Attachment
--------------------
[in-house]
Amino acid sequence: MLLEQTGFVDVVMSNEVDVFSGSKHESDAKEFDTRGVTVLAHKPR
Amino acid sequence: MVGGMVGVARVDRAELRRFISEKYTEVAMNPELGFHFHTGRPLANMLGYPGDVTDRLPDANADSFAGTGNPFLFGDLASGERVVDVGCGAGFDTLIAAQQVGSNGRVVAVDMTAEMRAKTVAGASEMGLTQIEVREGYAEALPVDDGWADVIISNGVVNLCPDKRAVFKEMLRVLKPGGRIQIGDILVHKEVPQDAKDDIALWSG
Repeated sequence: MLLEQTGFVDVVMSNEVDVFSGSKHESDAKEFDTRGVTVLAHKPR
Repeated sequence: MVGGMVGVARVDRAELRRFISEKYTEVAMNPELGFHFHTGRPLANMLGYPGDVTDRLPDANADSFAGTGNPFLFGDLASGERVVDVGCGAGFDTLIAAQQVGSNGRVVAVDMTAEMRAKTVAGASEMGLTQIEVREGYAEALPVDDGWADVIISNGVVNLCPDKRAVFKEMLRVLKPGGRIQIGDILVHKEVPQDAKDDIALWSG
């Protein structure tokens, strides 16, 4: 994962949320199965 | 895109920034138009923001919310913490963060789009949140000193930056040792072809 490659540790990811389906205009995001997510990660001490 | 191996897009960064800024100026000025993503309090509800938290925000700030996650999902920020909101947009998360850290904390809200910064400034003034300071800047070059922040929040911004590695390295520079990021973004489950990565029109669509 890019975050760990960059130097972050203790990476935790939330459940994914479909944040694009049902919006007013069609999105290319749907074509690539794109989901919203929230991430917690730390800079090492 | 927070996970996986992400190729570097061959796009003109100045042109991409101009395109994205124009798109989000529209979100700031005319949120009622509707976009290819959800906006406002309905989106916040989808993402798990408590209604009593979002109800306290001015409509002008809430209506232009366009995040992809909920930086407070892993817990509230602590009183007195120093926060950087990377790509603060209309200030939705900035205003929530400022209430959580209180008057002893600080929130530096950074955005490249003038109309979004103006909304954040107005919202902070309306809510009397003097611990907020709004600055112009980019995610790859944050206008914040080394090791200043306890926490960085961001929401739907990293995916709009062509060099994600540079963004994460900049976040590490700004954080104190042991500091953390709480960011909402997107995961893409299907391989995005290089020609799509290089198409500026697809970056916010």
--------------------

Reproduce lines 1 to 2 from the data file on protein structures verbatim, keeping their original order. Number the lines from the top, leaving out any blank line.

[in-house]
Amino acid sequence: MLLEQTGFVDVVMSNEVDVFSGSKHESDAKEFDTRGVTVLAHKPR